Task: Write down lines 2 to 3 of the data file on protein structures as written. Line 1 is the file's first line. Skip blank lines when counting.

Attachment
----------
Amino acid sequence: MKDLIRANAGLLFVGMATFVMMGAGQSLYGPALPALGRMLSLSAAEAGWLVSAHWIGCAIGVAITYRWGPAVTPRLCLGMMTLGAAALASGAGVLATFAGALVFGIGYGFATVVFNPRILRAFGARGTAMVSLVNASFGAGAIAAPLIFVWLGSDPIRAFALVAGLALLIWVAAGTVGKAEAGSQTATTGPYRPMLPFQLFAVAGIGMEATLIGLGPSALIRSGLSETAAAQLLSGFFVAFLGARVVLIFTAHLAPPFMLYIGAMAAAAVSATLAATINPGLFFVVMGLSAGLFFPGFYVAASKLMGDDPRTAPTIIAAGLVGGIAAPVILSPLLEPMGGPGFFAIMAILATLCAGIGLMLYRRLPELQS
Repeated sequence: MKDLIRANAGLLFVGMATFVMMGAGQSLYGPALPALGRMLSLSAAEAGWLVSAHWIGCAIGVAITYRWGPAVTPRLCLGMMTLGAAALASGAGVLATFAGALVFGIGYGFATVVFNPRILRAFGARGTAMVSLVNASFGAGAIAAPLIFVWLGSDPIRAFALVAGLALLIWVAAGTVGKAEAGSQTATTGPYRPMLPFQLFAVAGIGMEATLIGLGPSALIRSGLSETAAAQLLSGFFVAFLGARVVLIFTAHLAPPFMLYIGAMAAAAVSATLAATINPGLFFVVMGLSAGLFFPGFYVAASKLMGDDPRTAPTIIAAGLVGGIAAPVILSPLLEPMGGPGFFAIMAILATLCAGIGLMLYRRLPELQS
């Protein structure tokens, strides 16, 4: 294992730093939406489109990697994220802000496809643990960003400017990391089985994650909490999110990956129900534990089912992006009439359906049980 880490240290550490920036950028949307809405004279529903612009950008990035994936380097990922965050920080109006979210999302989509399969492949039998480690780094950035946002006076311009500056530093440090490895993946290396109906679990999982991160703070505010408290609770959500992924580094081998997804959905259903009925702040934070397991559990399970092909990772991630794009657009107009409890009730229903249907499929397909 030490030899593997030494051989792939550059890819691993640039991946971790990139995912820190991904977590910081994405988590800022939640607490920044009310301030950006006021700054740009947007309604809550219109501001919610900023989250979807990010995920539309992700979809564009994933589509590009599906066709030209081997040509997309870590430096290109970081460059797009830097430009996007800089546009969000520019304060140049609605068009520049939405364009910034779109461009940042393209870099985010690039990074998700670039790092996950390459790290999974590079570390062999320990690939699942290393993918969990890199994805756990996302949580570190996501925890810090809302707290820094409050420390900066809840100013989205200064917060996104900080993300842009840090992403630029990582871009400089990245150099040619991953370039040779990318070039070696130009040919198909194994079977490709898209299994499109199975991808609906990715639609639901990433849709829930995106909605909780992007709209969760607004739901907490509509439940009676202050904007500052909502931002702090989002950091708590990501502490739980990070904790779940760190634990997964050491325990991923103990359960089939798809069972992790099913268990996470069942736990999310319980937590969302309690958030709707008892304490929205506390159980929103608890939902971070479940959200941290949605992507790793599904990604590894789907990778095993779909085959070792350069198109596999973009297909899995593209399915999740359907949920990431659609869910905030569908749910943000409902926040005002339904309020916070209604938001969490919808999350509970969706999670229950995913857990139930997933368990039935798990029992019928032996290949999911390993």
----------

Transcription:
Repeated sequence: MKDLIRANAGLLFVGMATFVMMGAGQSLYGPALPALGRMLSLSAAEAGWLVSAHWIGCAIGVAITYRWGPAVTPRLCLGMMTLGAAALASGAGVLATFAGALVFGIGYGFATVVFNPRILRAFGARGTAMVSLVNASFGAGAIAAPLIFVWLGSDPIRAFALVAGLALLIWVAAGTVGKAEAGSQTATTGPYRPMLPFQLFAVAGIGMEATLIGLGPSALIRSGLSETAAAQLLSGFFVAFLGARVVLIFTAHLAPPFMLYIGAMAAAAVSATLAATINPGLFFVVMGLSAGLFFPGFYVAASKLMGDDPRTAPTIIAAGLVGGIAAPVILSPLLEPMGGPGFFAIMAILATLCAGIGLMLYRRLPELQS
């Protein structure tokens, strides 16, 4: 294992730093939406489109990697994220802000496809643990960003400017990391089985994650909490999110990956129900534990089912992006009439359906049980 880490240290550490920036950028949307809405004279529903612009950008990035994936380097990922965050920080109006979210999302989509399969492949039998480690780094950035946002006076311009500056530093440090490895993946290396109906679990999982991160703070505010408290609770959500992924580094081998997804959905259903009925702040934070397991559990399970092909990772991630794009657009107009409890009730229903249907499929397909 030490030899593997030494051989792939550059890819691993640039991946971790990139995912820190991904977590910081994405988590800022939640607490920044009310301030950006006021700054740009947007309604809550219109501001919610900023989250979807990010995920539309992700979809564009994933589509590009599906066709030209081997040509997309870590430096290109970081460059797009830097430009996007800089546009969000520019304060140049609605068009520049939405364009910034779109461009940042393209870099985010690039990074998700670039790092996950390459790290999974590079570390062999320990690939699942290393993918969990890199994805756990996302949580570190996501925890810090809302707290820094409050420390900066809840100013989205200064917060996104900080993300842009840090992403630029990582871009400089990245150099040619991953370039040779990318070039070696130009040919198909194994079977490709898209299994499109199975991808609906990715639609639901990433849709829930995106909605909780992007709209969760607004739901907490509509439940009676202050904007500052909502931002702090989002950091708590990501502490739980990070904790779940760190634990997964050491325990991923103990359960089939798809069972992790099913268990996470069942736990999310319980937590969302309690958030709707008892304490929205506390159980929103608890939902971070479940959200941290949605992507790793599904990604590894789907990778095993779909085959070792350069198109596999973009297909899995593209399915999740359907949920990431659609869910905030569908749910943000409902926040005002339904309020916070209604938001969490919808999350509970969706999670229950995913857990139930997933368990039935798990029992019928032996290949999911390993």